5. Igor Stravinsky (1882-1971) (see HWM biography, page 820, and Figure 31.5)
    1. Stravinsky created an individual voice by developing several traits, most from Russian traditions.
      1. Distinctive qualities
        1. Undermining meter through unpredictable accents and rapid changes of meter
        2. Frequent ostinatos
        3. Static blocks of sound juxtaposed or layered
        4. Discontinuity and interruption
        5. Dissonance based on diatonic, octatonic, and other collections
        6. Dry, antilyrical, but colorful use of instruments
      2. Stravinsky forged these traits during his Russian period.
      3. He became arguably the most important composer of his time.
    2. Biography
      1. Stravinsky was born near St. Petersburg to a well-to-do musical family.
      2. He studied composition and orchestration privately with Rimsky-Korsakov.
      3. Sergei Diaghilev commissioned Stravinsky to compose for the Ballet Russes.
      4. Stravinsky moved to Paris in 1911 and remained there after the Russian Revolution.
      5. Capitalizing on the notoriety of the Rite of Spring, Stravinsky performed tirelessly as a pianist and conductor, which increased his international recognition.
      6. He eventually settled in Hollywood, and several of his pieces incorporate American styles.
    3. Russian Period (to 1918)
      1. The Firebird (1910)
        1. The ballet is based on Russian folk tales.
        2. Human characters are portrayed with diatonic music and supernatural creatures with octatonic or chromatic music.
      2. Petrushka (1910-11)
        1. The opening scene presents blocks of static harmony with repetitive melodic and rhythmic patterns.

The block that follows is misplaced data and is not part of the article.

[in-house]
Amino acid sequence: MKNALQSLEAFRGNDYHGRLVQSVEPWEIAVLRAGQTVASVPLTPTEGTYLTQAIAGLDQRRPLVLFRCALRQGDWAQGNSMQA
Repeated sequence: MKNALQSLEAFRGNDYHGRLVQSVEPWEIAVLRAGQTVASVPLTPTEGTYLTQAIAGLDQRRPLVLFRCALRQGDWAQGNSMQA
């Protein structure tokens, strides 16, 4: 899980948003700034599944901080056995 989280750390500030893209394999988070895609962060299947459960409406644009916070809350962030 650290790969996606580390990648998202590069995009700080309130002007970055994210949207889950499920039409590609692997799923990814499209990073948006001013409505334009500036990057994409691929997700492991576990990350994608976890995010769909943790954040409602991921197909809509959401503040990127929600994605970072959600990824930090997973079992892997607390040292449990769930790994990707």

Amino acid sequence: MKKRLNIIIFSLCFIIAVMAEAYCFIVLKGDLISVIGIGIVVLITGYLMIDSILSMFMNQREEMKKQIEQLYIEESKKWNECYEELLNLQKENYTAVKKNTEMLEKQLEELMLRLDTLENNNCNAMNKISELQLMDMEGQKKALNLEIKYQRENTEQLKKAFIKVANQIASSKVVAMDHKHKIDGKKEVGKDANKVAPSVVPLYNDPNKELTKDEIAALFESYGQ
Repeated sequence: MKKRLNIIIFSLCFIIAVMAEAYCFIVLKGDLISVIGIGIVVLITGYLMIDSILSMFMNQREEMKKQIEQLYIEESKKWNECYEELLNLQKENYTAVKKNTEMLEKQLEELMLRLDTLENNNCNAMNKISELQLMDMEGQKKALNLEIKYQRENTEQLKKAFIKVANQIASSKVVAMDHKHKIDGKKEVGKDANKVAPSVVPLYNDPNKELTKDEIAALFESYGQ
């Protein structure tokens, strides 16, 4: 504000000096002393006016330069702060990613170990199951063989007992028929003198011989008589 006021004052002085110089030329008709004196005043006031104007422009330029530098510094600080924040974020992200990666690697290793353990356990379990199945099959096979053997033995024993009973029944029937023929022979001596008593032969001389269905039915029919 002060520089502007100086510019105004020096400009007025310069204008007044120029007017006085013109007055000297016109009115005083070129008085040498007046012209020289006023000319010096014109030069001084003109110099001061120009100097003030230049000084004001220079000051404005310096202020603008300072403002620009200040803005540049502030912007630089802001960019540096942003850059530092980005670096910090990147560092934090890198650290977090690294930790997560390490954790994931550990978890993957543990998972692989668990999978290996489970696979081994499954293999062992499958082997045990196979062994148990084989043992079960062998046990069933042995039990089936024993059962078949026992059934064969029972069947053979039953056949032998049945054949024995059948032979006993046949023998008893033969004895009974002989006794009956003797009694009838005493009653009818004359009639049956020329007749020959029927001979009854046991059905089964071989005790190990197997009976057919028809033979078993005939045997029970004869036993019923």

2. Seemingly unrelated musical events interrupt each other, creating an aural equivalent to Picasso’s cubism.
        3. Stravinsky borrows several Russian folk tunes and simulates folk harmony (see HWM Example 31.7).
        4. To depict the supernatural, Stravinsky draws upon a biting octatonic sound.
        5. The “Petrushka chord” is derived from an octatonic scale (see HWM Example 31.8).
      3. The Rite of Spring (1911-13)
        1. The ballet, set in prehistoric Russia, does not tell a story, but shows a fertility ritual in which an adolescent girl is chosen for sacrifice and dances herself to death.
        2. Nikolay Roerich designed the sets and costumes, and Vaclav Nijinsky was the choreographer.
        3. The scenario, choreography, and music are marked by primitivism, a deliberate representation of the crude and uncultured (see HWM Figure 31.6).
        4. The audience at the premiere broke into a riot (see HWM Source Reading, page 824).
        5. The music has since become one of Stravinsky’s most commonly performed works.
    4. Danse des adolescents (Dance of the Adolescent Girls) from The Rite of Spring (see NAWM 145a and HWM Example 31.9)
      1. The dissonant opening chord uses all seven notes of the A-flat harmonic minor scale.
      2. The emphasis on pure pulse contributes to the sense of primitivism.
        1. The metrical hierarchy of beats is negated as each pulse is played with the same strength.
        2. Unpredictable accents destroy any sense of regularity.
      3. The entire scene is built from ostinatos that create static blocks of sound.
      4. Stravinsky builds up textures by layering two or more strands of music on top of each other.
      5. The contrasting blocks of sound share several pitches, which lend a sense of continuity.
      6. The movement incorporates a Russian folk tune (measure 43) and two folklike melodies.
      7. Stravinsky often links a motive with a specific instrumentation.
      8. Stravinsky prefers a dry, rather than lush, timbre in his orchestration.
    5. Danse sacrale (Sacrificial Dance) from The Rite of Spring (see NAWM 145b)
      1. This is the last dance of the ballet.
      2. Stravinsky adopts two additional strategies that reduce meter to pulse.
        1. Rapidly changing meters
        2. Unpredictable alternation of notes with rests
      3. The opening, section A
        1. The main idea (measures 2-5) is repeated many times.
        2. Other similar figures alternate with the main idea.
      4. Section B begins in measure 34.
        1. The section begins softly with pulsing chords and a chromatic melodic idea.
        2. The section builds to a frightening climax (measures 91-92).
        3. It suddenly returns to the opening dynamic and begins to build again.